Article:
White House Correspondent President Hosted on Campus

“Every audience likes to feel that you’ve pulled back the curtain a little bit, let them see something you wouldn’t otherwise see,” said White House Correspondents’ Association President Olivier Knox as he spoke to members of the Marist community on Mar. 4.

The event was organized by the Center for Sports Communication and the Society of Professional Journalists (SPJ) on Mon. evening to a turnout of approximately 60 students and faculty in the Admissions Theater.

“I think that speakers like Knox are great to have on campus,” said Harry Parette ’21. “Not only do they speak from a position of experience, but they also are very aware of current events that can give students the context of what it means to work in the field of journalism during a time when journalists are facing a kind of extinction in the face of digital news and direct media.”

Knox was inducted as president of the White House Correspondents’ Association in July of 2018. Aside from serving in this role, he is also the Chief Washington Correspondent for SiriusXM. He previously reported for Yahoo News and Agence France-Presse, an international news agency headquartered in Paris.

In his time as a journalist, Knox covered the George W. Bush administration, the impeachment of President Bill Clinton, and the 2000 election.

Jane McManus, director of the Center for Sports Communication, led the conversation in a Q&A style which later transitioned to Knox taking questions from students and faculty in the audience.

According to Kevin Lerner, assistant professor of journalism and faculty advisor to SPJ, McManus approached the members of SPJ with the idea of bringing Knox to campus.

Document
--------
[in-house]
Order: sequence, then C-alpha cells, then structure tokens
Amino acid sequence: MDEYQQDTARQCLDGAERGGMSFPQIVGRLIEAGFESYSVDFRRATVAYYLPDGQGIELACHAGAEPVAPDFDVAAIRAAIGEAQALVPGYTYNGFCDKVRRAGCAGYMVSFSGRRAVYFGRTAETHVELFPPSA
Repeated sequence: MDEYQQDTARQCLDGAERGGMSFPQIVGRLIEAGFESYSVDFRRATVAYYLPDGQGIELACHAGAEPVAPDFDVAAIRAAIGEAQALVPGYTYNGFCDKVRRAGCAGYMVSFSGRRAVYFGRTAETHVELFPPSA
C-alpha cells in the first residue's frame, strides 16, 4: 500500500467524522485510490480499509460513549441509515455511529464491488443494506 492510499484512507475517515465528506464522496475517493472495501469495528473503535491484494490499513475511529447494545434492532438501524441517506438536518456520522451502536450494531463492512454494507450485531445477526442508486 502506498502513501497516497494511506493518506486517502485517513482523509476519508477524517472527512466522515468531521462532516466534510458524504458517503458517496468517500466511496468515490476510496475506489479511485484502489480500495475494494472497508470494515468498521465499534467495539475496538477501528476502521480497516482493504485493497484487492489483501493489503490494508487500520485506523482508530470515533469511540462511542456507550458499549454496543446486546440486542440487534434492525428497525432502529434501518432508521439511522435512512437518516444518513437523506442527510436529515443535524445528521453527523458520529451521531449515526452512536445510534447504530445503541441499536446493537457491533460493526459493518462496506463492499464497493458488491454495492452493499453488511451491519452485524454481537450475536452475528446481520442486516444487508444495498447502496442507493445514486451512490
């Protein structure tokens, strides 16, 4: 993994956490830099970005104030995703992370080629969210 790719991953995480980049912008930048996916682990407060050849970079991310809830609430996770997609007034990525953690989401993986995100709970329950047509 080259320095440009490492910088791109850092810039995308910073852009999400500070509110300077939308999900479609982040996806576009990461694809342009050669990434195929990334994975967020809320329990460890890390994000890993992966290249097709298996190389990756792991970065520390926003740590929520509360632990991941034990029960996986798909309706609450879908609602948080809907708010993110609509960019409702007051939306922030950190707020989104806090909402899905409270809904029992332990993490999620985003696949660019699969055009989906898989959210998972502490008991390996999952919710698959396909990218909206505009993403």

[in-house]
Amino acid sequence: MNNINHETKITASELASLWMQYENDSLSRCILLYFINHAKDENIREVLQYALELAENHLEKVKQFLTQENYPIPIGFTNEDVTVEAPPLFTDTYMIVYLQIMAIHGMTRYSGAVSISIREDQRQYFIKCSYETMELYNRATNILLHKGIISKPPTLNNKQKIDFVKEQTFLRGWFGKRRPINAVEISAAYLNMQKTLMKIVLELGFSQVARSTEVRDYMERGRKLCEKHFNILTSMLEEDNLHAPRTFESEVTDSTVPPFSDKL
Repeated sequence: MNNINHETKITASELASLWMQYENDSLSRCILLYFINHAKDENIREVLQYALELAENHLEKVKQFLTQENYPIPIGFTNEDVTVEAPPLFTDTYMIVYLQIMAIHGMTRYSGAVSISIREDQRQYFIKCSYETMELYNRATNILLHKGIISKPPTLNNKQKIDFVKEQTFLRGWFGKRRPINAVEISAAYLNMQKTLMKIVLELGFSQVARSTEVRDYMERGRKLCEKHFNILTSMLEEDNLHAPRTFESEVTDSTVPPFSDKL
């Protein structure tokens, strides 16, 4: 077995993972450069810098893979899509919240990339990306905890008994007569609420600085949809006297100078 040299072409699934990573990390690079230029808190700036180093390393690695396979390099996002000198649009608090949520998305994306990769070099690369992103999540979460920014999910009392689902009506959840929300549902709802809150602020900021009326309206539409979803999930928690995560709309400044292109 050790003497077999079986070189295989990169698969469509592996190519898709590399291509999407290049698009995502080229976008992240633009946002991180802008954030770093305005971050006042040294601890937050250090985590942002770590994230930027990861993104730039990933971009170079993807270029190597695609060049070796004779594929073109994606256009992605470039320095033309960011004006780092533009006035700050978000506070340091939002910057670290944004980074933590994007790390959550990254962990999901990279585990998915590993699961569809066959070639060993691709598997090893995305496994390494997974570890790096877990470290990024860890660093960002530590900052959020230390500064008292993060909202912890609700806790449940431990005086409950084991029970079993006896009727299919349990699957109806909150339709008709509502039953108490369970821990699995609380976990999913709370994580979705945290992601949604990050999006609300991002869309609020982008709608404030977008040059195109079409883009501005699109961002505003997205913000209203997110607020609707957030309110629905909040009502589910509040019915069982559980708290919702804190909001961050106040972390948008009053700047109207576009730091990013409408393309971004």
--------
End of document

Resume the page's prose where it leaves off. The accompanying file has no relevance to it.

Lerner said, “[Knox] didn’t take an honorarium. He didn’t profit at all, it was just this public service. It was because it was something he wanted to do for the students. I thought that was pretty cool of him.”

Knox began the discussion by describing what his role entails, saying it is one of “less glamourous” logistics that the public will not see unless they, too, work behind the scenes.  

“It’s a constant negotiation with the White House for the ability to get reporters to have eyes on the president at work, have eyes on the administration at work, to perform their constitutionally protected function of helping to hold an administration to account,” said Knox.

Aside from narrating the details of his position, Knox also spoke candidly about anecdotes during his time in Washington D.C. Laughs arose from the crowd as he discussed his five-chinned facial reaction to a reporter hurling shoes at President George W. Bush and when he had to convince a Gap store to open early so he may purchase khakis to enter the Capitol.

There were also many more serious stories, such as when his son began to cry on the way to soccer practice because he believed President Trump was putting Knox in jail following his comment on the press being the enemy of the people.

“That’s the reality of what that rhetoric does,” said Knox. “I’m an old guy, I’m hard to intimidate, but it’s also hard to come home to a child who is worried day to day that, despite my reassurances, the president’s going to come at me.”

For Emily Jones ‘19, the most impactful statement from Knox was how, to reporters, facing someone stating they located an error of fact in a news story is scarier than confronting expletives from a senator’s staffer.

“That’s the line that really stood out to me and I wrote it down in my notes because it’s so applicable,” she said.

“We’re 100 miles from New York City and sometimes the journalism we talk about in class feels very distant and the exercises that you do in class feel small stakes,” said Lerner. “I think it’s really helpful for students to interact with the people who are actually doing these things and to remember that the journalists who are working at the highest level are also people.”

Alexandria WattsComment